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2 April 2003, 11:44 am
A Look Forward to the Final Leg
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Around Alone
Salvador

Tim Kent looks forward to Leg Five, discusses the trials and tribulations that will face all the skippers, and talks of life after Around Alone.
In any sport one can think of a story of a player who loses sight of the immediate goal and makes a huge mistake. A football player who goes to look where he is going to run before he catches the ball - and drops it. The soccer player who looks at where she is going to shoot the ball - and gets it taken away by the other team. The temptation to look beyond the immediate goal to the ultimate one is very strong everywhere, nowhere more so than in an event that covers months rather than moments.

As you might imagine, here in Salvador there is a lot of talk about what everyone will do after the Around Alone. Skippers and shore crews all have plans and dreams; talk of Mini-Transat's, Figaros, match racing, the Transat Jacques Vabre, the Vendee and even - horrors - real jobs can be heard during lunch and dinner. But in the end, the talk comes back to Leg 5. The Around Alone sailors gathered here in Salvador have girdled most of the globe. The two Southern Ocean legs that are the focus of the race are behind us; Cape Horn, the Everest of many sailors lives, has been summitted. We have covered over 24,000 miles of sailing in a race of 28,800 miles, leaving "only" 4,000 miles to go.

The efforts of every crew belie the thought that the race is almost over; they are working just as diligently on their boats as they have at every stop. Alan Paris, whose boat arrived looking in its usual great shape, is getting it's battered standing rigging replaced. The crew on Pindar has spent the last three days up the rig, re-lashing and double-checking. Kojiro Shiraishi is working on his mainsail today. The crew on Bobst Group is getting ready to reinstall the repaired keel on Bernard Stamm's boat. On Everest Horizontal today, we are replacing solar panels that were literally torn from the deck by the force of Southern Ocean waves. Every boat has a list, and the goal is to check off every item.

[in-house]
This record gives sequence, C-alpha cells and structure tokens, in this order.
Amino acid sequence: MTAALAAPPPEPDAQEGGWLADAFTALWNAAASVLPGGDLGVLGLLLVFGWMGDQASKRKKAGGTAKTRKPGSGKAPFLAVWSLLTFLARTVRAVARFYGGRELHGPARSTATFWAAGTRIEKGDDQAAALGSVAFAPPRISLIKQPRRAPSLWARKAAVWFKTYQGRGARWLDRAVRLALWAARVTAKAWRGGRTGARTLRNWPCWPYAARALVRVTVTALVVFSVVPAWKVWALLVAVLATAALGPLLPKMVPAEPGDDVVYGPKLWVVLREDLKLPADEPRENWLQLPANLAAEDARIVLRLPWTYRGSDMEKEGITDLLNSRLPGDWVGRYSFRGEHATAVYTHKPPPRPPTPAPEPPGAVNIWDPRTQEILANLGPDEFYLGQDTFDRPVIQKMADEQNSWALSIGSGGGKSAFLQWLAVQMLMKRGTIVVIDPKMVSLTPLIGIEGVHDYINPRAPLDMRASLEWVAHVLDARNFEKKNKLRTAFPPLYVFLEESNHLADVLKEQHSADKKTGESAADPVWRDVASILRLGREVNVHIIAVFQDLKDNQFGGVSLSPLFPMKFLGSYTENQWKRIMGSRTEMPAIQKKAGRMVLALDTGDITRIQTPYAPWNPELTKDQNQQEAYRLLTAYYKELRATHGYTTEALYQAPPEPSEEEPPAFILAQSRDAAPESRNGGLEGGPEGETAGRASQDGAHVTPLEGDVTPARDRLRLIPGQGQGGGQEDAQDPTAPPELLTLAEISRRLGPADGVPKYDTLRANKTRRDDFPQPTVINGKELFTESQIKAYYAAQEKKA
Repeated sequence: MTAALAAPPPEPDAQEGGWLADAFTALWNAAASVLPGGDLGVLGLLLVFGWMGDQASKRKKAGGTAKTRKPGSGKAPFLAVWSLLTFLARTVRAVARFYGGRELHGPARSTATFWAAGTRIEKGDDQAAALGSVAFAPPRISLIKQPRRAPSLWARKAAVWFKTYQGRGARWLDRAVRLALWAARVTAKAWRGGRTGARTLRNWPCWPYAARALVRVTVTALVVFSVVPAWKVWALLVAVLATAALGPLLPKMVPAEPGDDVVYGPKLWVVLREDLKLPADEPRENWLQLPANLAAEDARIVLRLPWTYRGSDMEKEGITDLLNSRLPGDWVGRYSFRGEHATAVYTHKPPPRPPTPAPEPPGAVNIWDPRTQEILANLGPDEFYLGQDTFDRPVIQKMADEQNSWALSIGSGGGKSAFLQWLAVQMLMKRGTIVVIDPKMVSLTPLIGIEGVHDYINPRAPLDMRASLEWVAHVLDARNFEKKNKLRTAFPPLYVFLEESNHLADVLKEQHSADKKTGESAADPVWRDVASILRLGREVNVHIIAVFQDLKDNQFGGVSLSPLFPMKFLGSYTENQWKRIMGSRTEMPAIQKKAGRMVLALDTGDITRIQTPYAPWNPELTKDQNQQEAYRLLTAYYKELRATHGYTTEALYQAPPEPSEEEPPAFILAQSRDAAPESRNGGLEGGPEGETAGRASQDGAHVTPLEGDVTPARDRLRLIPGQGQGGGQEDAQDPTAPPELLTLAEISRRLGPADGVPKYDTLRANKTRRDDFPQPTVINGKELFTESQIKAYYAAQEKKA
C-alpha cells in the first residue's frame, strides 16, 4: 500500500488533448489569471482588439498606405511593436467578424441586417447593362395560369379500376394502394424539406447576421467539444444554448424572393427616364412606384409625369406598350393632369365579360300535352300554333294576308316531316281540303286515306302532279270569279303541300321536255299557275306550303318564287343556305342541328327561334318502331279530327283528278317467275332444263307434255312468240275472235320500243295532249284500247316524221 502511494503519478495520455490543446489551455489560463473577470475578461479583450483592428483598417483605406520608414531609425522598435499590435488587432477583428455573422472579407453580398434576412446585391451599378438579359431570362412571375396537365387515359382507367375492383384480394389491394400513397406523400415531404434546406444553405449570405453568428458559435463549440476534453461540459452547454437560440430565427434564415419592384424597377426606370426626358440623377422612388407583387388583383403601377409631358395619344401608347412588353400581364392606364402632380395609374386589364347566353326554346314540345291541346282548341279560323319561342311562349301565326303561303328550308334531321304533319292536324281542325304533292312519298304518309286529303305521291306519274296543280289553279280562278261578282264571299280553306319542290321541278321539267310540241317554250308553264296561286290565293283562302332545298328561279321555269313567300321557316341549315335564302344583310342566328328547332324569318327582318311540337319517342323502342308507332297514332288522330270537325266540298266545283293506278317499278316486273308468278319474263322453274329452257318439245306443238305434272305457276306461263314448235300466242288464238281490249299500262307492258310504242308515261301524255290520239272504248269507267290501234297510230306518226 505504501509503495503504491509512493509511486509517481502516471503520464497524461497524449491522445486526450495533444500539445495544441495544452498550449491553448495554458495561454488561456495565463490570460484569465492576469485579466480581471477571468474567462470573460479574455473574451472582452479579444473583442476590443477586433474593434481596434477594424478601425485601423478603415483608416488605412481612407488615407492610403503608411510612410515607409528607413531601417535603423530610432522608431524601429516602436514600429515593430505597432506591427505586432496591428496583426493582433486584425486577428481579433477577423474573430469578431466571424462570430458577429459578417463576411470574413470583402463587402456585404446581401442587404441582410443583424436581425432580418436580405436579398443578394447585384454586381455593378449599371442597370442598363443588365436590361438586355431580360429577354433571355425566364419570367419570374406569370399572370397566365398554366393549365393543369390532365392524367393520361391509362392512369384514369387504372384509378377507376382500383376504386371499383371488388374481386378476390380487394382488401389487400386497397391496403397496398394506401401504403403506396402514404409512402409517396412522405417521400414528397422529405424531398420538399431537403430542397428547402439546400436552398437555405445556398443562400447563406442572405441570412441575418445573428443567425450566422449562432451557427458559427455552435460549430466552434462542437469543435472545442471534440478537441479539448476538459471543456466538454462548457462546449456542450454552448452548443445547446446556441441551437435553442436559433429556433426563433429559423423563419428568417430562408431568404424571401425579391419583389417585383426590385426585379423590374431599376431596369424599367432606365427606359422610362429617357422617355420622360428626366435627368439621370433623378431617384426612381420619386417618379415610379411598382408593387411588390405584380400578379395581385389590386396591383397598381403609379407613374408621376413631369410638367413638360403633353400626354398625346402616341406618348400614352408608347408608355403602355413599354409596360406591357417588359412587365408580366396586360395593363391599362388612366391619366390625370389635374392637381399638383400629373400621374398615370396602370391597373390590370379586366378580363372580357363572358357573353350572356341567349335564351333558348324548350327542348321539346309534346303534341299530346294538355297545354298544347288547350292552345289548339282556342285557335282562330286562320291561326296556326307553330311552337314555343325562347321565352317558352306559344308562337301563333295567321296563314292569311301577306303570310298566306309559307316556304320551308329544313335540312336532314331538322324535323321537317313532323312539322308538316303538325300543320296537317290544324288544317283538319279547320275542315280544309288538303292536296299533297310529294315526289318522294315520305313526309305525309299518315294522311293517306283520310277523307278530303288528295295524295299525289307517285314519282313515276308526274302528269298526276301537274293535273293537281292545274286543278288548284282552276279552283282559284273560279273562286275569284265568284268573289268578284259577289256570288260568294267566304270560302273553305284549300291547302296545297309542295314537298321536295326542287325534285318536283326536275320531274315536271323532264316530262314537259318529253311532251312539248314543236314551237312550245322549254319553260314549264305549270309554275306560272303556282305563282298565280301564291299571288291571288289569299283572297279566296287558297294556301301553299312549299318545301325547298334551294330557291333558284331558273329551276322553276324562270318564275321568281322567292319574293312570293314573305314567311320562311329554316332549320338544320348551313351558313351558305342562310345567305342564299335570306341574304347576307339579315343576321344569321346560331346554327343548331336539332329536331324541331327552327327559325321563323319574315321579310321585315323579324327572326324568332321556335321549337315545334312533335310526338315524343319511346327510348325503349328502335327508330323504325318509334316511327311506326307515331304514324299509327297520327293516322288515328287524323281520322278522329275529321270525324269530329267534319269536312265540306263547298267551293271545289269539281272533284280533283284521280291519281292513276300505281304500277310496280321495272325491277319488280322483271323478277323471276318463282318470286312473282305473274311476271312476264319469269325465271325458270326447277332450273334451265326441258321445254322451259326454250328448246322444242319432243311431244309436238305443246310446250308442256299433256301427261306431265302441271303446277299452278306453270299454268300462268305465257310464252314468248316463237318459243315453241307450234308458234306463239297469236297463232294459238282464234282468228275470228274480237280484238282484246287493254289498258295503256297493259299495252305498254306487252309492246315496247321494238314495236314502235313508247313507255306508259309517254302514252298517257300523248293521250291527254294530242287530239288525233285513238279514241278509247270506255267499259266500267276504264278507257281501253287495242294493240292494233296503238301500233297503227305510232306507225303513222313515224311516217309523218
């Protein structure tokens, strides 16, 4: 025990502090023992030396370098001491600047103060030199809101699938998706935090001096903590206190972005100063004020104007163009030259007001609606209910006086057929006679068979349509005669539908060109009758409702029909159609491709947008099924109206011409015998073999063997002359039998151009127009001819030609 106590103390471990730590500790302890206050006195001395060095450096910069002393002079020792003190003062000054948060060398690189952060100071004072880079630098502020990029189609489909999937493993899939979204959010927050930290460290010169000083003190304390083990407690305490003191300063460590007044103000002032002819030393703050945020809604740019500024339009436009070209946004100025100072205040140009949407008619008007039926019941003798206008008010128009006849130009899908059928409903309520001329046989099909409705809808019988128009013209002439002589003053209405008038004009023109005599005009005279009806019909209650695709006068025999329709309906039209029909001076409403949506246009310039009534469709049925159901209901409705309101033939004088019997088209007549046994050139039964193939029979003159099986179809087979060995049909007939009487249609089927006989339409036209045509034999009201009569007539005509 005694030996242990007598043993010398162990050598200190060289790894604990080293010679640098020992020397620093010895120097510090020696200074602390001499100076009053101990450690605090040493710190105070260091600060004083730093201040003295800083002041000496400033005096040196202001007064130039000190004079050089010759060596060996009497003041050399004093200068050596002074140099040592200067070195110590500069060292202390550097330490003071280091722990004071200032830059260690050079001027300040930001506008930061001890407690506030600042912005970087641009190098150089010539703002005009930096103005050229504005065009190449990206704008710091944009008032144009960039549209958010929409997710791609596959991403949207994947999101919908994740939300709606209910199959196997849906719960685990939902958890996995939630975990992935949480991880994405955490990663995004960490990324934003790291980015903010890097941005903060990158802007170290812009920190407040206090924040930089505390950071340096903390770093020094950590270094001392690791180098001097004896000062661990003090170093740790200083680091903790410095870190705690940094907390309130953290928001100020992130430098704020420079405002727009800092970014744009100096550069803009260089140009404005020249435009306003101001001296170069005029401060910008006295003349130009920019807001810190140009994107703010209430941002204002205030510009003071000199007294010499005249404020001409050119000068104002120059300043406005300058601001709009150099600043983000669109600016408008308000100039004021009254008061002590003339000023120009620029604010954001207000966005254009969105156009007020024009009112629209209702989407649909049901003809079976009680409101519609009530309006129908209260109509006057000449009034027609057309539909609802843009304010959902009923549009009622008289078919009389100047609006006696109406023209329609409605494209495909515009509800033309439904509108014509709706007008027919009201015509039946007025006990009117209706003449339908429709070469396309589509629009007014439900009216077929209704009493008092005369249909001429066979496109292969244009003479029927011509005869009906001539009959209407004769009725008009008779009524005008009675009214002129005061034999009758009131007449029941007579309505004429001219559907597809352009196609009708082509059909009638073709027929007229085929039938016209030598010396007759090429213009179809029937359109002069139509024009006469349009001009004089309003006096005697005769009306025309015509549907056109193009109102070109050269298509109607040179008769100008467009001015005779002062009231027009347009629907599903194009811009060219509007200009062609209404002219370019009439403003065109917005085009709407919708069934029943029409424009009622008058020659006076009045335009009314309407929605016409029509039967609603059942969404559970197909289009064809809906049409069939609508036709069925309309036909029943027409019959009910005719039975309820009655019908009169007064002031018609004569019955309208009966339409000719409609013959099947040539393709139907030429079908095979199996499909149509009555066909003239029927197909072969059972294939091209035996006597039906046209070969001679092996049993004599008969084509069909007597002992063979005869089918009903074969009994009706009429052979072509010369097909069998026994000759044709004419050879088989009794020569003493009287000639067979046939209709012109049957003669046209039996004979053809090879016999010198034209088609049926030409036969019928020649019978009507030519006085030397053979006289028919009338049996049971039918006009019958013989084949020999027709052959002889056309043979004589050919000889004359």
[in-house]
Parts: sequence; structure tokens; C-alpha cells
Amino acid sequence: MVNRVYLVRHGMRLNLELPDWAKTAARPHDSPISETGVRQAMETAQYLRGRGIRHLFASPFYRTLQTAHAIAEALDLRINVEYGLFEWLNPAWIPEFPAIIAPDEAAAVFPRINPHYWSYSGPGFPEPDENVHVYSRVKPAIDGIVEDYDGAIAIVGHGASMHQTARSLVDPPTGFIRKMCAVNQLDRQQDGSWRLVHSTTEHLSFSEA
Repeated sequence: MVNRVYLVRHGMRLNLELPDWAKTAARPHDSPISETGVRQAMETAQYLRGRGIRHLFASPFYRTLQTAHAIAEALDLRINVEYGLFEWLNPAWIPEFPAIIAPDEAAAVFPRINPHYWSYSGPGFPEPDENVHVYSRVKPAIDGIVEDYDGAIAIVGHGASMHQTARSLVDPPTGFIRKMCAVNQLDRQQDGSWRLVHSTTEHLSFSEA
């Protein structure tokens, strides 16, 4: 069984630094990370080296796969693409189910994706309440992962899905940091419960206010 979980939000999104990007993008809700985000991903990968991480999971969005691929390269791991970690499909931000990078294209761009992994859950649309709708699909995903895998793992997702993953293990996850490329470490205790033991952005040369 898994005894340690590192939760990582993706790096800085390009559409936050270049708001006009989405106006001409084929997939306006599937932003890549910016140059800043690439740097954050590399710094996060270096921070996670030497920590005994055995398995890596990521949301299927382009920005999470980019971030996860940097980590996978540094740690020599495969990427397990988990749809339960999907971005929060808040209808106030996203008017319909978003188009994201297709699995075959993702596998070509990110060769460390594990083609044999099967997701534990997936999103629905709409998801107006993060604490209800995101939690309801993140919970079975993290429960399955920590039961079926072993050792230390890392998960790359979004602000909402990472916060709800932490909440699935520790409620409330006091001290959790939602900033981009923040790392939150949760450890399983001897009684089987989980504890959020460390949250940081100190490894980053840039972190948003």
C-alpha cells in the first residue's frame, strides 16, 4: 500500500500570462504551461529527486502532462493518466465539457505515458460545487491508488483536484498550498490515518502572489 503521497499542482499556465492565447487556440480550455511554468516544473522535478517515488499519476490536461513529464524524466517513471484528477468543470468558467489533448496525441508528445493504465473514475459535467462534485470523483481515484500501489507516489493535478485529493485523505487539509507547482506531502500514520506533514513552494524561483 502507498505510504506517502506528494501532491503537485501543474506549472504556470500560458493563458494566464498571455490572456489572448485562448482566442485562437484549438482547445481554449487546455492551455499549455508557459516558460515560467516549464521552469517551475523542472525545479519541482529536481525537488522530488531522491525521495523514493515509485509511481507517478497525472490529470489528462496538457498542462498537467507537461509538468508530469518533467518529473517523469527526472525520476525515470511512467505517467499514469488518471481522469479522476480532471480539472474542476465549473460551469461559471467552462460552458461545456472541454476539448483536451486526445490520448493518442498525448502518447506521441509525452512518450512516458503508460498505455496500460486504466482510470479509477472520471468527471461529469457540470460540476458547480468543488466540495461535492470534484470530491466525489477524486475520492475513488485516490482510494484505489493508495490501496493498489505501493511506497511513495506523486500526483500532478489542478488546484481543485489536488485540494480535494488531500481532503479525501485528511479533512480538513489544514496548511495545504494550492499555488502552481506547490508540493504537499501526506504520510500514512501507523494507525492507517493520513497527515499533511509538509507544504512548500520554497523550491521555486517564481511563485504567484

Every skipper is getting congratulated for rounding of the Horn and reaching Salvador, but this race is far from over. Four thousand miles of sailing is the equivalent of a land trip from San Francisco to New York and back to Chicago. It is longer than the first transatlantic leg of this race. The evidence of the pitfalls that can befall skippers and boats in the final leg are very real. In the final leg of the last Around Alone race, Brad Van Liew was dismasted and JP Moligne, who had romped to a first place finish in Class 2 in all of the previous legs, came home second with a man-sized hole in his mainsail. We have to pass through the tempestuous Doldrums, deal with heat, shipping, changeable weather and finish in New England in early spring. I sailed Everest Horizontal out of Newport last April into a 60 knot gale that lasted 16 hours and left the boat and rigging coated with over an inch of ice. As much as I look forward to my return to Newport, we could all do with missing a system like that one.

So as the skippers and shore crews deal with heat, head colds, stomach problems, difficult logistics and separation from family and friends, we are all keeping our heads down and focussing on the most important, immediate goal - to finish Leg 5.
Tim Kent - Everest Horizontal
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